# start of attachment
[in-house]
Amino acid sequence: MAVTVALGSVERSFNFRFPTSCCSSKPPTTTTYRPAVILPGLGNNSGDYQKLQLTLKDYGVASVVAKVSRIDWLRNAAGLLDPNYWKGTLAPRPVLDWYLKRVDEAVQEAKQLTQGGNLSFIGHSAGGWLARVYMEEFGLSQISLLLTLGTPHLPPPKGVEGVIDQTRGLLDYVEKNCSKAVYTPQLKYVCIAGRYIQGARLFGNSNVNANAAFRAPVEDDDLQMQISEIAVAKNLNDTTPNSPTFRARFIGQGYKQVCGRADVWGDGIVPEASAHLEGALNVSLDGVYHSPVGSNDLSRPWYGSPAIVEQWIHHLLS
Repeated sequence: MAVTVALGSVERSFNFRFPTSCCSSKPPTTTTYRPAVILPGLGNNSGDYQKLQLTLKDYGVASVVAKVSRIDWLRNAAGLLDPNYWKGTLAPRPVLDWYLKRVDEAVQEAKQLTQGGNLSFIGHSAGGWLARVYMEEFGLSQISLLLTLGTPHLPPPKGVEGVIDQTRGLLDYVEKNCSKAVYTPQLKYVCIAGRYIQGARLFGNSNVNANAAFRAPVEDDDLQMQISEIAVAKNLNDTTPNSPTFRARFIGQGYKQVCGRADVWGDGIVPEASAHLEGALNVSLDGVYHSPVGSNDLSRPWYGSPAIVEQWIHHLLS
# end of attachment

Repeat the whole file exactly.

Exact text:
[in-house]
Amino acid sequence: MAVTVALGSVERSFNFRFPTSCCSSKPPTTTTYRPAVILPGLGNNSGDYQKLQLTLKDYGVASVVAKVSRIDWLRNAAGLLDPNYWKGTLAPRPVLDWYLKRVDEAVQEAKQLTQGGNLSFIGHSAGGWLARVYMEEFGLSQISLLLTLGTPHLPPPKGVEGVIDQTRGLLDYVEKNCSKAVYTPQLKYVCIAGRYIQGARLFGNSNVNANAAFRAPVEDDDLQMQISEIAVAKNLNDTTPNSPTFRARFIGQGYKQVCGRADVWGDGIVPEASAHLEGALNVSLDGVYHSPVGSNDLSRPWYGSPAIVEQWIHHLLS
Repeated sequence: MAVTVALGSVERSFNFRFPTSCCSSKPPTTTTYRPAVILPGLGNNSGDYQKLQLTLKDYGVASVVAKVSRIDWLRNAAGLLDPNYWKGTLAPRPVLDWYLKRVDEAVQEAKQLTQGGNLSFIGHSAGGWLARVYMEEFGLSQISLLLTLGTPHLPPPKGVEGVIDQTRGLLDYVEKNCSKAVYTPQLKYVCIAGRYIQGARLFGNSNVNANAAFRAPVEDDDLQMQISEIAVAKNLNDTTPNSPTFRARFIGQGYKQVCGRADVWGDGIVPEASAHLEGALNVSLDGVYHSPVGSNDLSRPWYGSPAIVEQWIHHLLS